Usually lives in the marketing/communications department. Collaboration for the content to be managed by the comm people and IT to back up the infrastructure. Often pre-requisites. Distributed authoring takes some time to get to. Create an internet department and folks can be peers within their own groups - becomes much more critical when you roll-out a CMS. Encourage people to look at creation dates of content in order to know when new content needs to be developed.

Need to consider how much training will be needed for our staff to use CMS?
Develop a quickstart guide, one page long. Monthly webinar training sessions.

Managing web content

If you are updating content frequently, make sure content is not embedded in Flash, images, etc.

Preparing and Editing Content

*Whatever CMS you pick, you need to figure out its “quirks” and drink the Kool-aid the faster you’ll be able to refine your process.

  • Can I rely on WYSIWYG or will I need programming help?
  • How does writing for the web differ from writing for other communications media? You need to educate your staff on how people should be writing for the web and what the differences are. Sub-heads, bullets, smaller snippets. Make sure pick a good title for SEO!! For RSS, pipe the entire article. Don’t grab the first 40 words and make it your title and the way that content is indexed. Think about short attention spans. If people can’t find your content, you may need to redesign. Good book: Web style guide.com, Jakob Nielson (useit.com).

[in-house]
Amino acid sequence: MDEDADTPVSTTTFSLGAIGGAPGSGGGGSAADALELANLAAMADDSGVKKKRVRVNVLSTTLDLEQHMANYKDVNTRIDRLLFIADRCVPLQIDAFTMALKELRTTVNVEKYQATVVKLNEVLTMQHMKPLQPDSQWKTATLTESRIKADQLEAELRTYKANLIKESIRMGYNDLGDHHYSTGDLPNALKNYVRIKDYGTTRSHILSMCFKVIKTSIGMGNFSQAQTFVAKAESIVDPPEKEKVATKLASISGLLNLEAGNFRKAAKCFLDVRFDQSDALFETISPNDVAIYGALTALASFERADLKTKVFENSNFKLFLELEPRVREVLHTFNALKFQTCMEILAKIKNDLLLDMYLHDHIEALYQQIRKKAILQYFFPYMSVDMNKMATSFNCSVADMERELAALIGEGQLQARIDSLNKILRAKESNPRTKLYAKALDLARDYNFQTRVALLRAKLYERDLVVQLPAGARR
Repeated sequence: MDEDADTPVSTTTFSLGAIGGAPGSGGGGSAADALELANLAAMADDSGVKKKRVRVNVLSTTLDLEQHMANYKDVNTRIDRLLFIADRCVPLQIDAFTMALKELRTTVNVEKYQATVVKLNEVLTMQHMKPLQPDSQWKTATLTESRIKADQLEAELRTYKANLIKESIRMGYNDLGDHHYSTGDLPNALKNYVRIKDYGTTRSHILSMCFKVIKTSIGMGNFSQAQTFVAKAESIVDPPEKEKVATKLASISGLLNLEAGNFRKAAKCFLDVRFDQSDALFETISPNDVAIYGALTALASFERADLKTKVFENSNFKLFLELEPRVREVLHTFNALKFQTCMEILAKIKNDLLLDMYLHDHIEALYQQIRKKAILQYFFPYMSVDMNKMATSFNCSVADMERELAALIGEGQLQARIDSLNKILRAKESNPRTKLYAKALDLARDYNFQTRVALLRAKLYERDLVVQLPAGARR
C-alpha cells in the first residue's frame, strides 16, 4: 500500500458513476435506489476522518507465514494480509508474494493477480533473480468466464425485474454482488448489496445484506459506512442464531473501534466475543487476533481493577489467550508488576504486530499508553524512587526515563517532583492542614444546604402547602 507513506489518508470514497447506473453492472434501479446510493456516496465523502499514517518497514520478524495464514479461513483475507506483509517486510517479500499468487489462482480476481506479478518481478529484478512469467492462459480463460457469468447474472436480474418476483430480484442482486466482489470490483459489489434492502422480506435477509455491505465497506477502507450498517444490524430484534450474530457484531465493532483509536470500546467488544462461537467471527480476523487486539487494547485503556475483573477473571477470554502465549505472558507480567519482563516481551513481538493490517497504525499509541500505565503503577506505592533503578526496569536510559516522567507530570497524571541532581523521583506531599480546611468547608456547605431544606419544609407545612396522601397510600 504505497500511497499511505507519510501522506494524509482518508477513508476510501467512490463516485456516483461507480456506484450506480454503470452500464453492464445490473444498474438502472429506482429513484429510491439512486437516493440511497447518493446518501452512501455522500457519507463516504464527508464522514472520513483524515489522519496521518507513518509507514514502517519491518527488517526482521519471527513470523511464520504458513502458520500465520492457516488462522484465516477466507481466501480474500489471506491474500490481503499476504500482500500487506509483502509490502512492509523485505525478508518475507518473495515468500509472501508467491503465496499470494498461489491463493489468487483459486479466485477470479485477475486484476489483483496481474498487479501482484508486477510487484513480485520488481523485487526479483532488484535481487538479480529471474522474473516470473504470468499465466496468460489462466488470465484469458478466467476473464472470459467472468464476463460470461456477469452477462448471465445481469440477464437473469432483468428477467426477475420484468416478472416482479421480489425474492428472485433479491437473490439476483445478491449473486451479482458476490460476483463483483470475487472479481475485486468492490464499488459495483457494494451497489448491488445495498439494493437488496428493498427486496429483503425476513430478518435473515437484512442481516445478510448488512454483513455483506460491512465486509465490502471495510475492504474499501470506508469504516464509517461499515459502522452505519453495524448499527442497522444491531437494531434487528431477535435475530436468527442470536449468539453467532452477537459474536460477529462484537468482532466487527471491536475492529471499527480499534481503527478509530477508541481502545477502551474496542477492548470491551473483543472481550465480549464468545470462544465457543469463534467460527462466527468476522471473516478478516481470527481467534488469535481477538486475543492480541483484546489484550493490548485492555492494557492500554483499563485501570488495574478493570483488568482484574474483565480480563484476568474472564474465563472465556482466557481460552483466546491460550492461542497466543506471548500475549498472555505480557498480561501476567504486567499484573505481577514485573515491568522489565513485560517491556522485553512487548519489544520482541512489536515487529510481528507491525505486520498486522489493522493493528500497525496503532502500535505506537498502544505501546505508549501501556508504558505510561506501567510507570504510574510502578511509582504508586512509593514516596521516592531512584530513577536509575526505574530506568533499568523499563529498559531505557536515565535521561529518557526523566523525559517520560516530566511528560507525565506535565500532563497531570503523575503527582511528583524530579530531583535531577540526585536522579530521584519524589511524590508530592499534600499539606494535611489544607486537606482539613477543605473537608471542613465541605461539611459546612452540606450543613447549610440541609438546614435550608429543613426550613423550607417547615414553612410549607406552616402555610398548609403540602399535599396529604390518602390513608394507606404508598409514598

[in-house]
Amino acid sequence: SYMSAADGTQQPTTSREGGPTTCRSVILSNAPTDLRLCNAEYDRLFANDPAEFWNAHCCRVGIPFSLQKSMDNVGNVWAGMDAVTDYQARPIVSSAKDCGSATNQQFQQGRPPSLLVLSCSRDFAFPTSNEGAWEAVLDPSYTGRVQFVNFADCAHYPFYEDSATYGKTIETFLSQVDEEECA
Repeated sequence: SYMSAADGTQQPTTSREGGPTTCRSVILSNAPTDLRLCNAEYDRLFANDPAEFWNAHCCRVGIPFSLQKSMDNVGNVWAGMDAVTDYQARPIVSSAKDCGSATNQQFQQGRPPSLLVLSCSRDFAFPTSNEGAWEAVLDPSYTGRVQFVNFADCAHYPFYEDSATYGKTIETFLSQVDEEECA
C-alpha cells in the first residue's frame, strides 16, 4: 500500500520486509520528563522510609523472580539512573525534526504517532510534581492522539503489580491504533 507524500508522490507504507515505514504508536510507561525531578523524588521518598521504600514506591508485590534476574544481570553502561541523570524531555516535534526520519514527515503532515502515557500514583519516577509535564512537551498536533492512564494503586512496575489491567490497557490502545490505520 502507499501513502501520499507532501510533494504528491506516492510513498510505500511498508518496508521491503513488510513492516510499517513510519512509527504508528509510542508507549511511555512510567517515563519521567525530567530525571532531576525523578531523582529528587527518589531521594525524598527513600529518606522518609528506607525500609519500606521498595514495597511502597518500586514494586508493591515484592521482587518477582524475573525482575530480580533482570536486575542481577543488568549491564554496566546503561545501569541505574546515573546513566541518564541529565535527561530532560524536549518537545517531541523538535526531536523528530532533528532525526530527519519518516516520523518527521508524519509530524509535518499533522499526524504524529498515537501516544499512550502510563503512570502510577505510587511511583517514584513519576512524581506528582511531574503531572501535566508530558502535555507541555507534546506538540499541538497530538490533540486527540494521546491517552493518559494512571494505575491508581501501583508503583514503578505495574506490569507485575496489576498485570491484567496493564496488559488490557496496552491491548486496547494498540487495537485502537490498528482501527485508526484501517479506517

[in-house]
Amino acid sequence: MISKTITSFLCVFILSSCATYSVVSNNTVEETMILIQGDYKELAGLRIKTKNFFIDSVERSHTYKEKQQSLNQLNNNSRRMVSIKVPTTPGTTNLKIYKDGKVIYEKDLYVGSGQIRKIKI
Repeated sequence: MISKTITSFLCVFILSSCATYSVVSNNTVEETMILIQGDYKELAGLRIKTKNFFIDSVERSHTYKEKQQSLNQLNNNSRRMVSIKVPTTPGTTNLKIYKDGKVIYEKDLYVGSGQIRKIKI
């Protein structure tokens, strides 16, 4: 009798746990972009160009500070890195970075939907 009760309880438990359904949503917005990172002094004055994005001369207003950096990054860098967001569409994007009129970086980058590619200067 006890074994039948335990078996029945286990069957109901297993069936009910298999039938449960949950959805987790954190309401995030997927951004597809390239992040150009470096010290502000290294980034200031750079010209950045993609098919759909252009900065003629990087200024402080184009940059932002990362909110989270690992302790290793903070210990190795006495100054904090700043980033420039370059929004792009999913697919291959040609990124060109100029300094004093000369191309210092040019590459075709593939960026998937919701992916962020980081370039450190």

• What sort of skills are needed to be a content contributor? For workflow, look at structures already in the organization (like enewsletter). Develop policies and procedures for educating people about what is good, implement review process too.
  • When preparing content to load to a new CMS, how should we organize it?
  • What sort of content is often overlooked when preparing for a new CMS?


  • How often should web content be reviewed/updated?
  • Who will need to approve it before it goes live?
  • How should I setup rights to use our CMS?

Types of content that are often overlooked

  • Flash, image files, etc - can your CMS handle these?
  • Transitional, instructional information explaining how to get to content. Especially when making copy decks you can’t see the way that content physically lives and if it makes sense.
  • Copy that goes into emails
  • Lots of data in tables and charts

*Strategic advantage to keep web 2.0 off your website

  • Slideshare.net
  • graphwise
  • dabbledb
  • gliffy - google docs for Visio

Web 2.0 conundrum

  • When does it make sense to put content in CMS and to use third party? Days of control are long over. Encourage users to develop their own content in 3rd party apps and they can further your mission. Don’t get in the way of this potential, the way of the new world.
  • Open source does better at incorporating web 2.0


  • Make sure correct people have rights to right pages, especially in the case of turnover.
  • Benefit of attaching page rights to groups instead of individual users
  • Make sure workflow owner has time and interest in approving pages so they push things through efficiently but there is a review process in place
  • Name each user individually
  • Don’t overthink your workflow - 1-2 people process

System should have updates once or twice a year.